In The News

Why dating site OKCupid performed secret experiments on its users

Christian Rudder
A conversation with Christian Rudder Taylor Glascock, Blue Sky/April 21, 2015 “There is no natural algorithm to match one person to another,” Rudder said. “We literally sat around and made it up. And we keep making up more ways to do it.”

Online dating site OKCupid’s controversial experiments with users could help spur discussion about what happens with personal data, company co-founder Christian Rudder said at a Chicago event Tuesday.
In a blog post last summer, Rudder discussed several experiments, unbeknownst to users, that included the site intentionally suggesting bad matches to see how people would behave.

The site wanted to make sure its algorithm established the best matches, and that required testing, Rudder said during a “Data, Democracy and the Human Story” program at the School of the Art Institute of Chicago. The Illinois Humanities Council and the Smart Chicago Collaborative presented the program.

“We wanted to make sure fundamentally the thing our site is based on actually worked,” Rudder said.

Rudder said various patterns go into match-making. They include common interests, mutual recent breakups and the idea that opposites attract.

“We can’t know which of these patterns might be the best unless we test them against one another,” Rudder said. “We owed it to our users to check out the algorithm program.”

Rudder’s blog post about the experiments prompted media backlash, yet he said no users involved in the intentionally unfavorable matches complained to OKCupid.

“The public is way more savvy than the people pontificating on their behalf give them credit for,” he said.

Rudder’s blog post also referenced a 2013 OKCupid experiment in which the site removed members’ profile pictures for seven hours to promote a mobile app called Crazy Blind Date. Though the number of new conversations dropped, a higher rate of messages got replies, according to his book, “Dataclysm: Who We Are (When We Think No One’s Looking).”

Audience attending A Conversation with Christian Rudder
A conversation with Christian Rudder Taylor Glascock, Blue Sky/April 21, 2015 Rudder told the audience he’s not a big cheerleader for the internet. “It’s definitely a bummer people spend so much time on their phones and computers. I do it too. I hate it,”

And 24 percent of the pairs, about twice the number expected, exchanged contact information before photos were restored, the book says. Yet many of those conversations screeched to a halt when the photos reappeared.

“Love is not blind, everyone,” Rudder said Tuesday. “At least online.”

Rudder’s “We experiment on human beings!” blog post appeared after Facebook came under criticism for manipulating the news feeds of some users to test how emotions spread through social media.

Rudder said he thinks people in the future will opt out of providing so much information about themselves.

“As people fully understand how an algorithm works, they can make more informed decisions whether to partake of it or not,” he said. “That’s kind of the silver lining in all the controversy. People did stop to think about what’s going on and ask questions, and that was good.”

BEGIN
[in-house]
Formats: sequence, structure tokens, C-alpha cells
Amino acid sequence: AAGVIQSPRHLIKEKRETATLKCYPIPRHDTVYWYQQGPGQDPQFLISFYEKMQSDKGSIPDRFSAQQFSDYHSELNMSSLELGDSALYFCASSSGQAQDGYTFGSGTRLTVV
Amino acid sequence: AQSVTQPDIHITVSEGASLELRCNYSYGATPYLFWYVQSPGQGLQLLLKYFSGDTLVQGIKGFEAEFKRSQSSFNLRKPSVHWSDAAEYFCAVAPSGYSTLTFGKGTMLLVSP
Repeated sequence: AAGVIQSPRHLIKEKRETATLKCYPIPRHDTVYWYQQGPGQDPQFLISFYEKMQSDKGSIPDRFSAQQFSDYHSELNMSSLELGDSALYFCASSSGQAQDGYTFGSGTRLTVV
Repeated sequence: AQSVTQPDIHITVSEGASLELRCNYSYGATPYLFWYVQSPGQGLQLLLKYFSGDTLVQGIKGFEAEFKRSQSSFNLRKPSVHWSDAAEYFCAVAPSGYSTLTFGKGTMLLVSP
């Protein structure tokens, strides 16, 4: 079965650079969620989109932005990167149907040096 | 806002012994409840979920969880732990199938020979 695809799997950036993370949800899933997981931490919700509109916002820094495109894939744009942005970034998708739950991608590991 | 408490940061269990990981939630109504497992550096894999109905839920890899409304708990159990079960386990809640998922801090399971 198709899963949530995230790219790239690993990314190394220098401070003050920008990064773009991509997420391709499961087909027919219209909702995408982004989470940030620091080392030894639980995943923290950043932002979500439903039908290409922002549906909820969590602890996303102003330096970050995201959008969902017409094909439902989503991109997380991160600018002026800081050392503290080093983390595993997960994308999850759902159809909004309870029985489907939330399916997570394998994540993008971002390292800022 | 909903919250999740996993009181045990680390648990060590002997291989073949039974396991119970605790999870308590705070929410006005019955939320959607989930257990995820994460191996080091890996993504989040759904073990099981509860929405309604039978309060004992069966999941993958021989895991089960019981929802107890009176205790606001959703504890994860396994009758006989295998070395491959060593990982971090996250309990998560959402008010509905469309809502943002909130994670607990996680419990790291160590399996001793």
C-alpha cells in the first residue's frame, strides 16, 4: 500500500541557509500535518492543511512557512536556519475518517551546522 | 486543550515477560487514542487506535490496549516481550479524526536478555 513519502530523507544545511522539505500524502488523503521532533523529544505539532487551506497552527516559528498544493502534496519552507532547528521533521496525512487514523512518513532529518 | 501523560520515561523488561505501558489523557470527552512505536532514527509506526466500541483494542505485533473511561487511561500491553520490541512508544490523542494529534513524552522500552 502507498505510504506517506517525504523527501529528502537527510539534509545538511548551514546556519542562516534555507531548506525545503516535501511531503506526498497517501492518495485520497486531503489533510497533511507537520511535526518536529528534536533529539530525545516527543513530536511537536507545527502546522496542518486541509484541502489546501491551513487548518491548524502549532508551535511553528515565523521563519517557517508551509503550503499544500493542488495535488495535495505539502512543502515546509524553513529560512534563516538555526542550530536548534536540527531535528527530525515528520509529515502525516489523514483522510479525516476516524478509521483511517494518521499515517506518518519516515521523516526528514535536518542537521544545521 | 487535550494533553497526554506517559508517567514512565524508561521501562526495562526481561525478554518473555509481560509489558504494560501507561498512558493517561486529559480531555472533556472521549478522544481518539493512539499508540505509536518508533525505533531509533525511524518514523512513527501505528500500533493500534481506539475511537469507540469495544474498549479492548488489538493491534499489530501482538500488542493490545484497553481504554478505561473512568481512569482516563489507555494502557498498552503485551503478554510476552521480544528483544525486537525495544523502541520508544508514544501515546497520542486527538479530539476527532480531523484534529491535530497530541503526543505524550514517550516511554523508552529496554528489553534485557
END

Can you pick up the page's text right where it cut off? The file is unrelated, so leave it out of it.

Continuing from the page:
Rudder said the site since 2011 has provided data to universities for their research projects.

Among insights he shared Tuesday were that women on the site were attracted to men their own age while men ages 20 to 50 generally were attracted to 20-somethings.

Rudder said OKCupid has developed an application program interface, or API, to allow access to some such information, but he said the company has no plans to release it soon.

“We think people will lose their minds if we make it public,” Rudder said. “There’s a lot of controversy when websites do things like that.”

He said OKCupid employees don’t look at individual profiles and that the site doesn’t retain credit card information or know the real names of users.

Tristan Espinoza and Michele Weldon with mic
A conversation with Christian Rudder Taylor Glascock, Blue Sky/April 21, 2015 Tristan Espinoza, a computer programming major at SAIC, poses a question.

“The data we look at is the data of people doing things,” he said. “There isn’t this kind of data grab that people think is happening. When we’re doing any analysis, we’re asking what women are into, what are older guys into, who women are clicking on.”

Though companies such as Facebook, Google and OKCupid say they collect data to better understand people’s use of these services, not all users understand how that works and whether they should opt out from sharing, Rudder said.

“As people fully understand how an algorithm works, a search algorithm whether it’s Google’s or Facebook’s or ours, they can make a more informed decision whether to partake in it or not and whether to do incognito mode,” Rudder said.

He said he takes comfort in his site as a tool to get more people meeting face to face.

“One thing I like is the objective to get the person off the computer and dating in person,” Rudder said.